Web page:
They put sunscreen where?
by: Nancy Baye
Benefits of nude beaches include showing that people are more alike than different and this helps with body acceptance and self-esteem. Public nudity breaks down taboos of body shame – hey, it’s just your birthday suit! Naturists might improve your social life since they’re open and friendly—probably because they have nothing to hide behind. Forget tan lines and sand in your shorts. Health benefits include getting more Vitamin D with more skin exposure. Just don’t forget your sunscreen.
There are hundreds of naturist beaches worldwide, and a prime U.S. model is at Haulover Beach Park in South Florida, established in 1991, by Shirley Mason while president of South Florida Free Beaches. Shirley is the founder and Executive Director of Beach Education Advocates for Culture, Health, Environment and Safety (B.E.A.C.H.E.S.). She began the non-profit/tax exempt organization to develop safe, clothing-optional beaches, and to preserve these environments.
Shirley found it tough to watch her parents aging into disability and face physical challenges to enjoying the beaches. When she realized her husband and peers were heading towards the same challenges, she had to do something about it.
B.E.A.C.H.E.S. remains committed to amicable, mutually beneficial partnerships with business, naturist beach advocacy groups, the public—and government. So why did Miami-Dade County give them so much grief when they wanted to make Haulover Beach more ADA accessible and user-friendly?
The clothing optional area of Haulover beach started one year after The Americans with Disabilities Act, ADA, had been instituted to stop discrimination based on varying abilities. Miami-Dade County did comply with ADA, in a sense, but were unaware that their measures didn’t work in real life. Take, for example, the disabled parking spots they added. A great start, but to get from these spots to the beach required crossing through tunnels under A1A, which meant going up two flights of steps. Not workable for anyone who uses a wheelchair, or other assistive device. In 1992, Shirley began talking to Miami Dade Parks and Open Spaces but they wouldn’t change the ADA parking to the beach side; they were concerned about messing up the aesthetic.
When B.E.A.C.H.E.S. held an event to celebrate disabled veterans in the early 2000s, a representative from the Paralyzed Veterans of Florida evaluated the space and deemed it out of ADA compliance for their veterans and the disabled public to participate. He expressed shock that Parks hadn’t met minimum ADA requirements and felt it was time to sue the County. The Paralyzed Veterans filed the necessary paperwork in Washington DC to sue Miami-Dade County. That gave Parks the motivation to get into compliance.
Meanwhile, Shirley was writing grants and raising funds from supporters. This resulting in two electric beach wheelchairs and four manual (push) ones, accessible beach showers, tiki huts for shade, and Mobi-mats to enable traversing the sand.
Upon inspection, Miami-Dade County had a problem with the electric chairs, finding their three speeds “too fast,” and asking for changes. This delayed their use, and they sat in a custom storage unit for over a year. After sitting in humid salty air, repairs were needed, and B.E.A.C.H.E.S. had to cover those costs. Worse yet, the county put the lifeguards in charge of the remaining push chairs; it wasn’t surprising when a chair was stolen. After less than a year of use, Miami-Dade removed the electric beach chairs to use at another park facility. A few manual beach wheelchairs remain and are available for free at the Ocean Rescue headquarters just south of the naturist beach.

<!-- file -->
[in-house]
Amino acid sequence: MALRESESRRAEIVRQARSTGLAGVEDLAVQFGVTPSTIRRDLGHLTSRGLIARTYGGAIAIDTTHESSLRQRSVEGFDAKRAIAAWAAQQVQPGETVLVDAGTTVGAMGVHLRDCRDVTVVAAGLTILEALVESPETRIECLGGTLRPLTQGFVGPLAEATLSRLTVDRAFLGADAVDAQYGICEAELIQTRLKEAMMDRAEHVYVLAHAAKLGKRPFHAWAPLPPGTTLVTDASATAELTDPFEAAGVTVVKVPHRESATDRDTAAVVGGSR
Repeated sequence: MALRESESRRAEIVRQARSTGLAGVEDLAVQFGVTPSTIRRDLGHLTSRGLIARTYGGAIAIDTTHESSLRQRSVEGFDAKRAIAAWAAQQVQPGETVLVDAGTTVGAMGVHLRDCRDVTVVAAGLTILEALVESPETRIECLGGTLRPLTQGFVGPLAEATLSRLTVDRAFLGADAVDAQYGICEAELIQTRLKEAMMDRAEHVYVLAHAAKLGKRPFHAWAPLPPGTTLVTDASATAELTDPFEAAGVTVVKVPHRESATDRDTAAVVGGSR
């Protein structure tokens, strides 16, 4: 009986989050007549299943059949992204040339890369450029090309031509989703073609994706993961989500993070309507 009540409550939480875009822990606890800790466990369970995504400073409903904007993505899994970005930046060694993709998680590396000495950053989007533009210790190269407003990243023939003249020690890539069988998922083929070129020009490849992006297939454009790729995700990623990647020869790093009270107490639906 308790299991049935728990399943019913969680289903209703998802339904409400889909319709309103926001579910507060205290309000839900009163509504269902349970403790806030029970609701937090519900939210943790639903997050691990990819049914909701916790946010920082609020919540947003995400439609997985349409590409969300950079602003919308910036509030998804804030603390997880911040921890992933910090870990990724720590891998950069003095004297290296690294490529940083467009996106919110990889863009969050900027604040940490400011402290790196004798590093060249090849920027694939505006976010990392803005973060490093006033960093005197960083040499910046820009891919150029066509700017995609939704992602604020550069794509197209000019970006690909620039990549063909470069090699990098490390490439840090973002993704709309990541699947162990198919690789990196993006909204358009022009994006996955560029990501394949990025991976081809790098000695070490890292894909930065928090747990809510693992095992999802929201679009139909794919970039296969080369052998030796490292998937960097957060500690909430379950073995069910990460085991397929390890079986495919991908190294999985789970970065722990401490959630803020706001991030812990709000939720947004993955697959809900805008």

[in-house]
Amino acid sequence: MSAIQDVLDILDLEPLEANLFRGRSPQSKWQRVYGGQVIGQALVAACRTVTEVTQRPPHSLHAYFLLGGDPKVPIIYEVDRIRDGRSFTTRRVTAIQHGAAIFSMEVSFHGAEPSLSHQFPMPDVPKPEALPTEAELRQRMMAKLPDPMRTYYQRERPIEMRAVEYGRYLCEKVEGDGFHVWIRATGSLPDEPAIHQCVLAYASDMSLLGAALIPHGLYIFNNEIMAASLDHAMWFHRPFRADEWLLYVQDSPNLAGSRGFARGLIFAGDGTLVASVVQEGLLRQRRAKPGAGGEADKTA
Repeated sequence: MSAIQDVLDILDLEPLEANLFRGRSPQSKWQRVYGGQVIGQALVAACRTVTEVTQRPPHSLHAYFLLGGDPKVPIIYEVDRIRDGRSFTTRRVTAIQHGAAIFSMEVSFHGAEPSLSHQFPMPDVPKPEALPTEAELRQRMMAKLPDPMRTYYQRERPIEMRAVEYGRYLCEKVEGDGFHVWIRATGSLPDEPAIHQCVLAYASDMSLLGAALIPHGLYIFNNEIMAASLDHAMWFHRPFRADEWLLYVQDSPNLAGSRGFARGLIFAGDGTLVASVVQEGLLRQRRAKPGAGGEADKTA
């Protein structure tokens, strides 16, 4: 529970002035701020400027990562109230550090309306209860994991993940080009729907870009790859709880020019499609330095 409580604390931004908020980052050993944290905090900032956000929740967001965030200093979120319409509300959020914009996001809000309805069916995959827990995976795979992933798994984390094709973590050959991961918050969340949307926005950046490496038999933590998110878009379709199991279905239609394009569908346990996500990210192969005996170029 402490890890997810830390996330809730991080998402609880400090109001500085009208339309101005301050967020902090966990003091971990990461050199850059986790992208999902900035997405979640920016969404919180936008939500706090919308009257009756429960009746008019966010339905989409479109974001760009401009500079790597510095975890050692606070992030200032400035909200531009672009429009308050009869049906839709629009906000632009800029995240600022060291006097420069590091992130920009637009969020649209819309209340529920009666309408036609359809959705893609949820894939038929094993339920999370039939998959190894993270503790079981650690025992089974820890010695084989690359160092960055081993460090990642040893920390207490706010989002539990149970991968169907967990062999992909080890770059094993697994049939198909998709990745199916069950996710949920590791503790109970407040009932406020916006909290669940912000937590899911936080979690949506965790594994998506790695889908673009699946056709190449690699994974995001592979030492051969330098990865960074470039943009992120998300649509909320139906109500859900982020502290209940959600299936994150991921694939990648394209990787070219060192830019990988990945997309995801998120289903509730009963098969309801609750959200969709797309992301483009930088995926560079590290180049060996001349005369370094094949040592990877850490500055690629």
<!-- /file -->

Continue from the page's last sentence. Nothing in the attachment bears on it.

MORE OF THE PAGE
There are Mobi-mats at the main entrance, but, unfortunately, the Florida Dept. of Environmental Protection won’t allow these mats to extend further onto the sand or into the water. This is likely due to worries about the sea turtles’ habitat. Ironically the B.E.A.C.H.E.S. Foundation’s volunteer Beach Ambassadors pride themselves on protection of the environment, including the protection of nesting turtles, environmentally protected plantings, and dunes.
It took years of nagging Miami-Dade County Parks and Open Space, a threatened federal lawsuit for noncompliance of the ADA, and a 2011 commitment of support from the Commission on Disability Issues (CODI) to force changes. County Parks added a beautiful ramp from the tunnel to the nude beach (It remains the only ramp in two miles of the beach, but it’s a start). A few dozen disabled parking spaces have been added in the north parking lot plus a few beachside by the Lifeguard Headquarters.
B.E.A.C.H.E.S. continues to work towards getting more Mobi-Chairs and Mobi-Mats, but realize they’ll need to be responsible for them, not the lifeguards. That demands more funds. To achieve their goals, they seek donations and grant writers (B.E.A.C.H.E.S. was granted its 501 (C) (3) non-profit status in 2000).
Sadly, it’s been a long fight to make Haulover Beach more ADA accessible and user-friendly, but Shirley says, “ADA accessibly has always been central to our mission. Beaches are valuable beautiful and everyone deserves the right to enjoy them.” It’s dedicated volunteers like Shirley Mason and associates who work to inform policy makers that requirements need to be vetted and test driven, to ensure they work in the real world. And that’s the naked truth.